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From the pickets: Reports from strikes in FE/HE

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On 3 December workers in universities from the Unite, Unison and UCU as well as UCU members from FE colleges took strike action as part of their fight for fair pay. Here we have reports from picket lines:



At the University of Leicester the pickets were slightly smaller than October 31 but this was due to being spread more thinly because we picketed more sites. We had the official support of the Students' Union, who provided hot drinks and cake for strikers, and put up banners around the SU building in solidarity. On the picket lines we collected hundreds of signatures for our petition, organised jointly between the three campus unions and the SU, for the University to pay all staff the living wage. Currently Leicester City Council and other higher education institutions locally have agreements on the living wage, but the University claims that the 10% of staff who are currently paid below the living wage, are paid above the market rate. There was very wide support for the living wage, especially considering the millions of pounds operating surplus that the University has.  Whatever the outcome of the pay dispute, the living wage campaign will take us beyond it with all the unions plus the students' union fighting side by side.  -Tom Mycock, Unite shop steward


Around 25 students have occupied at the University of Liverpool (in 1 Abercromby Square) in support of today's national strike action by staff in the UCU, Unite and Unison unions over a real terms pay cut of 14% since 2008. At the University of Liverpool support staff in Unison and Unite followed the national strike with action over changes to contracts, so-called 5-in-7 contracts, that would see some of the lowest paid staff working longer and more unsociable hours without proper remuneration. Some staff who rely on overtime to top up wages are set to lose thousands a year. These attacks are believed to be the precursor to outsourcing and the job losses, worsening of pay, pensions and conditions that come with it. Already there are plans to outsource security roles in February 2014 which will result in job losses. 

Further to this the regional and national bureaucracy of the unions have been sluggish at best; at worst they have been deliberately obstructive and damaging. On Monday members of Unite at the university were told their strike had been called off leaving Unison strikers in the lurch. Furious rank and file Unite members held an ad hoc open air meeting and voted not to cross picket lines (effectively to strike) and demanded a full members' meeting on campus next week. The occupation is (at the time of writing) heading into its second night after a day of teach-in sessions on subjects such as the Quebec student movement, women and social movements, radical/alternative education and extreme energy/climate change, with film showings planned for the evening. Yesterday students drafted a statement and safe spaces policy which can be read here, and solidarity has been rolling in nationally, internationally and in the form of food, drink and blankets...and a pan of scouse!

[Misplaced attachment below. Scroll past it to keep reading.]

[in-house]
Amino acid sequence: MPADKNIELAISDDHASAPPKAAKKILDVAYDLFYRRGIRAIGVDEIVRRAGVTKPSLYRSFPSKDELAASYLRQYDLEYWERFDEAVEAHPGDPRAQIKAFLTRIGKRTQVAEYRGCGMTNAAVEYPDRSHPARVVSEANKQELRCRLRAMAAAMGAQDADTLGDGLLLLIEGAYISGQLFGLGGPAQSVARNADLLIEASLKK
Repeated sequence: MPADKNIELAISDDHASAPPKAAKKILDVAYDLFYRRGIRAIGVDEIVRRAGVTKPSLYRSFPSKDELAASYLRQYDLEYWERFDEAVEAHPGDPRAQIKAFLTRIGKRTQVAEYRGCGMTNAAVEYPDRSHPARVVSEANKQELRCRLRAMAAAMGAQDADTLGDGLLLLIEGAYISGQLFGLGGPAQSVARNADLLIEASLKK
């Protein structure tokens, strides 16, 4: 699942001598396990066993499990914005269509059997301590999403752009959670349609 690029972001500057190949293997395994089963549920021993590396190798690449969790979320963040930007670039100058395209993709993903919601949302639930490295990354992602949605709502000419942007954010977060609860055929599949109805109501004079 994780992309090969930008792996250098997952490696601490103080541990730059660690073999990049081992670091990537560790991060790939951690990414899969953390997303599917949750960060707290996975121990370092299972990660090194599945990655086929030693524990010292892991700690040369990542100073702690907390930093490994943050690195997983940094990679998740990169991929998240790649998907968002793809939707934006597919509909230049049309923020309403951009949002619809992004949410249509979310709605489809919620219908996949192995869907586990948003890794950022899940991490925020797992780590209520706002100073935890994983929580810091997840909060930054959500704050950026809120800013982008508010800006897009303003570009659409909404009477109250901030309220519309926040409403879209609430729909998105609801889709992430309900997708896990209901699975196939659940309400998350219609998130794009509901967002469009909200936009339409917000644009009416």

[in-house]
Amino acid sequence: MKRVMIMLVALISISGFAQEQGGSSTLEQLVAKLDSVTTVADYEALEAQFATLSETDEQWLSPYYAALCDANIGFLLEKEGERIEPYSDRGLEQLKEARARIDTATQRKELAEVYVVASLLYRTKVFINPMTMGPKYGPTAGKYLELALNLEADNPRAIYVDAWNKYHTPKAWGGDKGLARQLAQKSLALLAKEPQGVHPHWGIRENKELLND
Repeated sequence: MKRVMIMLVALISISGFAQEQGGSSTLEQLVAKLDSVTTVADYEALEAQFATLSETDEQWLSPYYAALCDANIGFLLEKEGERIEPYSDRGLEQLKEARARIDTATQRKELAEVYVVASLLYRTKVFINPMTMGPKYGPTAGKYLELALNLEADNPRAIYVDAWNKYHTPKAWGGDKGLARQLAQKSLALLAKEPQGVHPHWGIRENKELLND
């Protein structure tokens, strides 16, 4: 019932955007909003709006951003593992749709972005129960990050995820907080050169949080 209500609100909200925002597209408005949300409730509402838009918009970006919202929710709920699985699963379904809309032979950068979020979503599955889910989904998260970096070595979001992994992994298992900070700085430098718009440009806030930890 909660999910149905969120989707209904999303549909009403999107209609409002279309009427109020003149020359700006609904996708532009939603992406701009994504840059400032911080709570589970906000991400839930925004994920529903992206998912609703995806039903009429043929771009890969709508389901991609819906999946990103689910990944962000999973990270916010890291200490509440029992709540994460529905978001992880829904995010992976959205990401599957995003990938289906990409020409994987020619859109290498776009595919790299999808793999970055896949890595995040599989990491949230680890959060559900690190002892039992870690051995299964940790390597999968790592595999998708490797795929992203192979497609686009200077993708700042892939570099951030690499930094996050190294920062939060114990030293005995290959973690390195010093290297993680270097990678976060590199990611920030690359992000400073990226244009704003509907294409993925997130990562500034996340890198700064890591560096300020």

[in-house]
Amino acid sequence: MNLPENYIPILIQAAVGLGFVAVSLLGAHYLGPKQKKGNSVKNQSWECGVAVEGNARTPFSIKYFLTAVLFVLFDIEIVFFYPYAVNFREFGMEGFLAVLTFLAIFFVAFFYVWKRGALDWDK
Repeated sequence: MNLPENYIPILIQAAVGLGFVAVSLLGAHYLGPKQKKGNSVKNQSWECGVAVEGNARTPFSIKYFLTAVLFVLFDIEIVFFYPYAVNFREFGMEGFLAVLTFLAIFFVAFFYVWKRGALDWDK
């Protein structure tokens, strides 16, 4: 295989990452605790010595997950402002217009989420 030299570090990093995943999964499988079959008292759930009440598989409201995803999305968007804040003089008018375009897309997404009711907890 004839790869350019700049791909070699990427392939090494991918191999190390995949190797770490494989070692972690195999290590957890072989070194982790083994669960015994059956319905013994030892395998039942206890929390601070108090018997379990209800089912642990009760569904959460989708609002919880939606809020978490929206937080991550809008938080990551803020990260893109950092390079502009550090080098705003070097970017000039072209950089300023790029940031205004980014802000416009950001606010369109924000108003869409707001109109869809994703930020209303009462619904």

To find out more about the occupation at Liverpool and keep up with their protest find them on:


Bradford and Leeds:

Good picket lines were held on both the university and nearby college campuses. Pickets received very positive responses from passers by from leaflets to honks from cars. I was at the college most of the time where there were about 20 pickets most of the time though personnel varied. Support also came from the student union in the form of drinks, homemade placards in our support and a large homemade banner. The strength of the strike varied from department to department; all of the A-level lecturers were out, but this was not the same across the board. A rally was held in Centenary Square, on the steps of Bradford City Hall, where about 30 demonstrators gathered with some interested spectators. This was followed by a joint rally in Leeds, on the steps of the Art Gallery, next to Leeds City Hall. Here there were about 200-300 people, mainly from Leeds, whose contingent had marched from Parkinson Steps (main Leeds Uni building) to the rally. A report from the local press can be found here.

Tower Hamlets:

The strike was solid on both sites. There was a smaller picket line at Poplar site than the last time, but only one or two hourly paid staff went in. This was much more about job security than payment as we did offer to reimburse HPLs. The other site was excellent too, but they laid on a brazier with pancakes and waffles and so unsurprisingly boasted a far bigger picket line.

University of the West of England:

Despite a smaller turnout from staff than the previous day of strike action on 31 October spirits remained high and there was more support than previously from students and local activists who brought with them cake. The students' union provided hot drinks for the pickets.


There were 2 picket lines in Hastings; one at the University of Brighton .and one at the FE College. The university picket line was very encouraging. Numbers on the picket line up from 4 on the last day of action to 13. Pickets were much more confident and not mincing their words. Whilst a fair number of staff and students, brushed past some did stop and listen. The FE College however was a different story, a few staff on strike but no pickets. Some students boycotted lessonsm, but stayed at home. In a mild sort of way Hastings teachers may well be on the move, interest was certainly shown in the IS Network and Left Unity.

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